• the -slice of numerical solution

  • the -slice of solution error

  • the -slice of selection network

for . It shows the numerical error accumulates near the origin due to its low regularity. On the other hand, the selection net attains its peak at the origin, implying the selection of training points is mainly distributed near the origin where the error is mainly distributed.

Additionally, to test the robustness of the models, we perform them on the case of using various parameters. The results are listed in Table 4. It is seen the basic model does not converge if fewer sample points are chosen in each iteration, while SelectNet always converges (“converge” means the errors obtained by iterations are decreasing overall). This reflects the robustness of SelectNet against the classical basic model.

Parameters Dimensions SelectNet Basic
/
/
/
/
/
Table 2: The parameters of the implementation for various models in the nonlinear elliptic example.
Dimension SelectNet Basic
Table 3: errors obtained by various models in the nonlinear elliptic example.
(a)
(b)
Figure 1: errors v.s. iterations in the nonlinear elliptic example (Red: SelecNet model; Blue: the basic model).
Figure 2: The -surfaces of the numerical solution, solution error and selection network by SelectNet (d=20) in the nonlinear elliptic example.
Model Minimal error If converges
Basic 10000 1 1000 No
2000 No
5000 Yes
10000 Yes
100 100 1000 No
2000 No
5000 No
10000 Yes
SelectNet 10000 1 1000 Yes
2000 Yes
5000 Yes
10000 Yes
100 100 1000 Yes
2000 Yes
5000 Yes
10000 Yes
Table 4: the minimal errors and status of convergence obtained by the basic model and SelectNet model with various parameters in the nonlinear elliptic example.

6.2 Parabolic Equations

In this section, SelectNet is tested on an initial boundary value problem of the parabolic equation, which is given by

(42)

with . Two examples are presented in this section.

First, we take (heat equation), and the exact solution is set by

(43)

In the SelectNet model, time-discretization schemes are not utilized. Instead, we regard as an extra spatial variable of the problem. Hence the problem domain is an analog of a hypercylinder, and the “boundary” value is specified in the bottom and the side . As in the preceding examples, the parameters and computed results by the basic and SelectNet models for and are listed in Table 5 and 6. It is clearly shown SelectNet still obtains smaller errors than the basic model under the same parameter setting. In Fig. 3 the curves of error decay are presented, and in Fig. 4 the -surfaces of the numerical solution, solution error and selection network when are displayed.

Parameters Dimensions SelectNet Basic
/
/
/
/
/
Table 5: The parameters of the implementation for various models in the heat example.
Dimension SelectNet basic
Table 6: errors obtained by various models in the heat example.
(a)
(b)
Figure 3: errors v.s. iterations in the heat example (Red: SelecNet model; Blue: the basic model).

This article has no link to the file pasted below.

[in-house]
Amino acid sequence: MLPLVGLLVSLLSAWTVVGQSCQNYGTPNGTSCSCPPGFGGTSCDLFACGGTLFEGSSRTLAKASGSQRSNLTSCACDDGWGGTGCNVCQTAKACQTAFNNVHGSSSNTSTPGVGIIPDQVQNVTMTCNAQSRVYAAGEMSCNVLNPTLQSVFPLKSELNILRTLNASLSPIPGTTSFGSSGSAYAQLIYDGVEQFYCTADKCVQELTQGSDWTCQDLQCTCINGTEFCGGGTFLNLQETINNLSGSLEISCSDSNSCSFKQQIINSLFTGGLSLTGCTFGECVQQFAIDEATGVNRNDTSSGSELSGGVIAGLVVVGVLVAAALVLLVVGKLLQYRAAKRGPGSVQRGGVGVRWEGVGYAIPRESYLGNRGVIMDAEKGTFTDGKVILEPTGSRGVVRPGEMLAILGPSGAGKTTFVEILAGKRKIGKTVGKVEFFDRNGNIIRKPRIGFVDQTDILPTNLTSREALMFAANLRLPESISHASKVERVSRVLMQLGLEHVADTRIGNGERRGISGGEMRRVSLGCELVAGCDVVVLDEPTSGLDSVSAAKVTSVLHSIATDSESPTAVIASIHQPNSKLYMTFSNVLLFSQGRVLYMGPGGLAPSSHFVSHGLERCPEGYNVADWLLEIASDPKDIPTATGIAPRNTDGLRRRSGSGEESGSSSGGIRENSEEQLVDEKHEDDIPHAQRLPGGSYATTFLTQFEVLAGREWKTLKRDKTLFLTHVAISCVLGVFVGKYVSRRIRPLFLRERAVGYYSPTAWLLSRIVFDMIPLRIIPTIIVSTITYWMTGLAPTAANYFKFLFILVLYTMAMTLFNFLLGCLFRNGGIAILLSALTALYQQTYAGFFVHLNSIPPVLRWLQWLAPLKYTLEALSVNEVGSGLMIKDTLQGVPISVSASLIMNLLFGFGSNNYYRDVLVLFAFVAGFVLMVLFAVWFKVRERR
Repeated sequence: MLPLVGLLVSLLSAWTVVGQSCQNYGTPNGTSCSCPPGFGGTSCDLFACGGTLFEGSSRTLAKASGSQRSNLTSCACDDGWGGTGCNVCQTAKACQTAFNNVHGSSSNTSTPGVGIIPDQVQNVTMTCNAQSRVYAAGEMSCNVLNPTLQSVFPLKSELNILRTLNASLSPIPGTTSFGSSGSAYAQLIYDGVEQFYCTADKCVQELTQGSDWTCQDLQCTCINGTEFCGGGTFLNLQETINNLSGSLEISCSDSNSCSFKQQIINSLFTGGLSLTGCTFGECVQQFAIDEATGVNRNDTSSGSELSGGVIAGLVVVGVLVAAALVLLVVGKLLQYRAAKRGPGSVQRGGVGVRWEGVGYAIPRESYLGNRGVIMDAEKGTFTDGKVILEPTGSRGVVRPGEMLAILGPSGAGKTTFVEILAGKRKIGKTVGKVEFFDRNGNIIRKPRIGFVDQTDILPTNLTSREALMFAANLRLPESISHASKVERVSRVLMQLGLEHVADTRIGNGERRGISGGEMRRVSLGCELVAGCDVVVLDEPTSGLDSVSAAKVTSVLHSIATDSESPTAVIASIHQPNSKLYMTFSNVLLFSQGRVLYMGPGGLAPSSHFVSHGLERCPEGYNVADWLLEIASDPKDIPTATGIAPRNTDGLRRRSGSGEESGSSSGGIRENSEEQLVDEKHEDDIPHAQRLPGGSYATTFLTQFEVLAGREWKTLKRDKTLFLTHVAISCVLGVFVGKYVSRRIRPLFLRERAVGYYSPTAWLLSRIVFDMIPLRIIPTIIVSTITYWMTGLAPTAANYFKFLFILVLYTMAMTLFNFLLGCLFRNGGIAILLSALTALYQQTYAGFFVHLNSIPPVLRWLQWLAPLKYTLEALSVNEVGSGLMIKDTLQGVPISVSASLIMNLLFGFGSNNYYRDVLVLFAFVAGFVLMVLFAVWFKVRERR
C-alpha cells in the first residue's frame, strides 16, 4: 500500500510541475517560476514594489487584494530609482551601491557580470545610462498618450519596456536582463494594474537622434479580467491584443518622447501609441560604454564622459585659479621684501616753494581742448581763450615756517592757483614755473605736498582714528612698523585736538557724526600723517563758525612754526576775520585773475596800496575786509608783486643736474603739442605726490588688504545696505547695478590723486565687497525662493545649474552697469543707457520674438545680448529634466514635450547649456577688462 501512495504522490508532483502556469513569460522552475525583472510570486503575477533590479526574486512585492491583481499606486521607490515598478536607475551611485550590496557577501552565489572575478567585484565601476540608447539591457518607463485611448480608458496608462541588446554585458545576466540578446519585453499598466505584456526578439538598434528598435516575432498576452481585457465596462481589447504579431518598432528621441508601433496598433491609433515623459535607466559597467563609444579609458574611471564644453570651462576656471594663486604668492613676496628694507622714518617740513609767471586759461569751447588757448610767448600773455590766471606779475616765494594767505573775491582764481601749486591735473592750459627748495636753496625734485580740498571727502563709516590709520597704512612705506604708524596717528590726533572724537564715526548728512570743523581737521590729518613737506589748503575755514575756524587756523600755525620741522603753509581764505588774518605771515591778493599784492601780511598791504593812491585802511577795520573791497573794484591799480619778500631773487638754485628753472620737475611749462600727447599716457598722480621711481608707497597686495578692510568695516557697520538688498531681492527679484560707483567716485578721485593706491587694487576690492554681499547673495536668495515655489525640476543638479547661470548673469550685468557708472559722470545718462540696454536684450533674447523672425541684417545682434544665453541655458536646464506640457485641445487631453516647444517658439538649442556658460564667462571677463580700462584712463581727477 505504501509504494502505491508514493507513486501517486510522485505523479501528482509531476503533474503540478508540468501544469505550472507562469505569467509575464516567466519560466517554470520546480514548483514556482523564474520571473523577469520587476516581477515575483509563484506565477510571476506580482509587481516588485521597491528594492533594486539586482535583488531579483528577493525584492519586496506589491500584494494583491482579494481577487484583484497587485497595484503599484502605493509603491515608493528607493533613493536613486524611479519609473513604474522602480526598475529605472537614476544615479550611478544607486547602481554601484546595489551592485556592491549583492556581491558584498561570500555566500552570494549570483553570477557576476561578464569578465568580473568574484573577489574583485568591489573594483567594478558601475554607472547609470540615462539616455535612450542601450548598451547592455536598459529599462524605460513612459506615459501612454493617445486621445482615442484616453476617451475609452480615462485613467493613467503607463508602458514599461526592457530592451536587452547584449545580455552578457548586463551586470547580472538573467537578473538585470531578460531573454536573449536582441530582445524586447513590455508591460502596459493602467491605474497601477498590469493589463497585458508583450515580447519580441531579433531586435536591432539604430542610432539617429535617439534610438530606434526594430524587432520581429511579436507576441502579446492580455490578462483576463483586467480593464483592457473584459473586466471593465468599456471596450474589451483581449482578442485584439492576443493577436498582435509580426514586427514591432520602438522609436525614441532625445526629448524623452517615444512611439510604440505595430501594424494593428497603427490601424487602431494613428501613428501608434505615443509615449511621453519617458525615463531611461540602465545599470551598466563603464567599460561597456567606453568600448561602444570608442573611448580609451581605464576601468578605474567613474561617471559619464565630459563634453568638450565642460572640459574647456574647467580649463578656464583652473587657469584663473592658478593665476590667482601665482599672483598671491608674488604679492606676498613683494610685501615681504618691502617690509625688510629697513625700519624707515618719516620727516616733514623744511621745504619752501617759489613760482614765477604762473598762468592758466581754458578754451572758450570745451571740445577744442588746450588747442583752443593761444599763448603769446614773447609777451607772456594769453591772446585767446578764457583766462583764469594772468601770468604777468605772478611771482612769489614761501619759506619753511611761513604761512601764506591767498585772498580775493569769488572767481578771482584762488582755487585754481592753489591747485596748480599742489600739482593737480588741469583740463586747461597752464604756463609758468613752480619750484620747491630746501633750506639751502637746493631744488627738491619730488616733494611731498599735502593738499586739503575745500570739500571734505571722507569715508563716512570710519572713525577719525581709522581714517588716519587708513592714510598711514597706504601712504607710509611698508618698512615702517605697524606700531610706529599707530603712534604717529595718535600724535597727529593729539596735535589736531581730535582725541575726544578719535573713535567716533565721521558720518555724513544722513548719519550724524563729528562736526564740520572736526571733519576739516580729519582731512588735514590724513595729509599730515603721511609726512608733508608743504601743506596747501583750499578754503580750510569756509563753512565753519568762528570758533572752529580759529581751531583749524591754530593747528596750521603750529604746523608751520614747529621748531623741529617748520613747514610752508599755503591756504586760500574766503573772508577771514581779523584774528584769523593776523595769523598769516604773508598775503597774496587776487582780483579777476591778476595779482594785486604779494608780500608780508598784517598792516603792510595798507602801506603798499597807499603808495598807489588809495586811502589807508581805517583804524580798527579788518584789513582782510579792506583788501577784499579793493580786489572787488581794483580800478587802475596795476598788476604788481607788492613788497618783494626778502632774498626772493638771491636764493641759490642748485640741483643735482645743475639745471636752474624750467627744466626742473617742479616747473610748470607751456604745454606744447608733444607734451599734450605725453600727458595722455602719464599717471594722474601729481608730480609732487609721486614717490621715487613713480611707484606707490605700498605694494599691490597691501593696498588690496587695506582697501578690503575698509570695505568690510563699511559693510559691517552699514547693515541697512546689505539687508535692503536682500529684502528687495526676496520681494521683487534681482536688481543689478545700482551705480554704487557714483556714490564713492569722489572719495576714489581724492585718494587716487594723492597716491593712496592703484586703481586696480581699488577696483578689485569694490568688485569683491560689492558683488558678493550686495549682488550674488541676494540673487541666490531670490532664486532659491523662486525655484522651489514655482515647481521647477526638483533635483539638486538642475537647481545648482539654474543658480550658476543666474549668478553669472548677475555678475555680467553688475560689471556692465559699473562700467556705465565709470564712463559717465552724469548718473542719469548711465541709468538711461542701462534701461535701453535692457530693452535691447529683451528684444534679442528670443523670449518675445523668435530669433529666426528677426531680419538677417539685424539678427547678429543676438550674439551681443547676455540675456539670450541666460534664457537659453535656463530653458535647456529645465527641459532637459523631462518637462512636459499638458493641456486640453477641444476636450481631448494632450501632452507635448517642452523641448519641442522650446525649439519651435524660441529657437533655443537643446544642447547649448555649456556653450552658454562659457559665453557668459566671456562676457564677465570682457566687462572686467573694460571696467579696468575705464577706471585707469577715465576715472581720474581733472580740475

Figure 4: The -surfaces of the numerical solution, solution error and selection network by SelectNet (d=20) in the heat example.

Second, we take which has a non-constant coefficient , and the exact solution is set by

(44)

Note is at most smooth at and . The parameters, reduced errors and error curves are shown in Table 7, 8 and Fig. 5. The high singularity of the solution causes this problem much more difficult than previous ones. Correspondingly, we take more sampling points in each iteration. It can be seen in the figure, the error curves of the SelectNet decay faster to lower levels than the basic model for both and . Especially, when the basic model can not reduce the error even to , while SelectNet converges to the solution within error . Moreover, the -surface of the results for are shown in Fig. 6, from that we can observe the solution error is mainly distributed near the singular slices and .

Parameters Dimensions SelectNet Basic
/
/
/
/
/
Table 7: The parameters of the implementation for various models in the second parabolic example.
Dimension SelectNet Basic
Table 8: errors obtained by various models in the second parabolic example.
(a)
(b)
Figure 5: errors v.s. iterations in the second parabolic example (Red: SelecNet model; Blue: the basic model).
Figure 6: The -surfaces of the numerical solution, solution error and selection network by SelectNet (d=20) in the second parabolic example.

6.3 Hyperbolic Equations

In the last example, we test SelectNet by solving the initial boundary value problem of the hyperbolic (wave) equation, which is given by

(45)

with and exact solution is set by

(46)

Same as in the parabolic example, we list the parameters and obtained errors for and in Table 9 and 10, which demonstrates the SelectNet still converges faster than the basic model (especially when is higher). Also, we display the curves of error decay in Fig. 7, and the -surfaces of the results at when in Fig. 8. The results in the examples of parabolic and hyperbolic equations imply our proposed model works successfully for time-dependent problems.